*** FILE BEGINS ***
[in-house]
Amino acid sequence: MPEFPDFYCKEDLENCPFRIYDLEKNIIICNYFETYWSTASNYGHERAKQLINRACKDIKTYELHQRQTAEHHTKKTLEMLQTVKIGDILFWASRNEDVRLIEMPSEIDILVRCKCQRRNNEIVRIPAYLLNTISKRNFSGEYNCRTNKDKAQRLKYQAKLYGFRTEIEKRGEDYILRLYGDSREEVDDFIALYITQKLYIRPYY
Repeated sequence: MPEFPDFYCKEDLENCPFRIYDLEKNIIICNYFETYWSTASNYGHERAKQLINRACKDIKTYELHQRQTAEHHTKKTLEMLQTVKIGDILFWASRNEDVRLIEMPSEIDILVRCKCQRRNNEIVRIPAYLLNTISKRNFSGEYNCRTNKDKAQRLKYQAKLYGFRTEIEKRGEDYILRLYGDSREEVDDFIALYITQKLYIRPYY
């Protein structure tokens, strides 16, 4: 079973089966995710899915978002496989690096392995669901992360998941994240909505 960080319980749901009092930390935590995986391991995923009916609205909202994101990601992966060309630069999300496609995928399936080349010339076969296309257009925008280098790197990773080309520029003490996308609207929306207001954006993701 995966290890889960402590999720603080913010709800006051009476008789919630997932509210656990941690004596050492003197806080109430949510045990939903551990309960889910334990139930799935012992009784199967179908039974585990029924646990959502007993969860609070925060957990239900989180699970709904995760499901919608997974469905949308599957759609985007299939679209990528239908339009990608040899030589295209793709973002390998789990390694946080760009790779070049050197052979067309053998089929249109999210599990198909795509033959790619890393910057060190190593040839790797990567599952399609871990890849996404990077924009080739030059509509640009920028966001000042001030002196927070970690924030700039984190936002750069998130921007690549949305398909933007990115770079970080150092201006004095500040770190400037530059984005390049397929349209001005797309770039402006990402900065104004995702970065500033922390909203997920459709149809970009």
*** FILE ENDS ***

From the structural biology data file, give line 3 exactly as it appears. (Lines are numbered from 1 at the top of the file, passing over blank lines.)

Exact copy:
Repeated sequence: MPEFPDFYCKEDLENCPFRIYDLEKNIIICNYFETYWSTASNYGHERAKQLINRACKDIKTYELHQRQTAEHHTKKTLEMLQTVKIGDILFWASRNEDVRLIEMPSEIDILVRCKCQRRNNEIVRIPAYLLNTISKRNFSGEYNCRTNKDKAQRLKYQAKLYGFRTEIEKRGEDYILRLYGDSREEVDDFIALYITQKLYIRPYY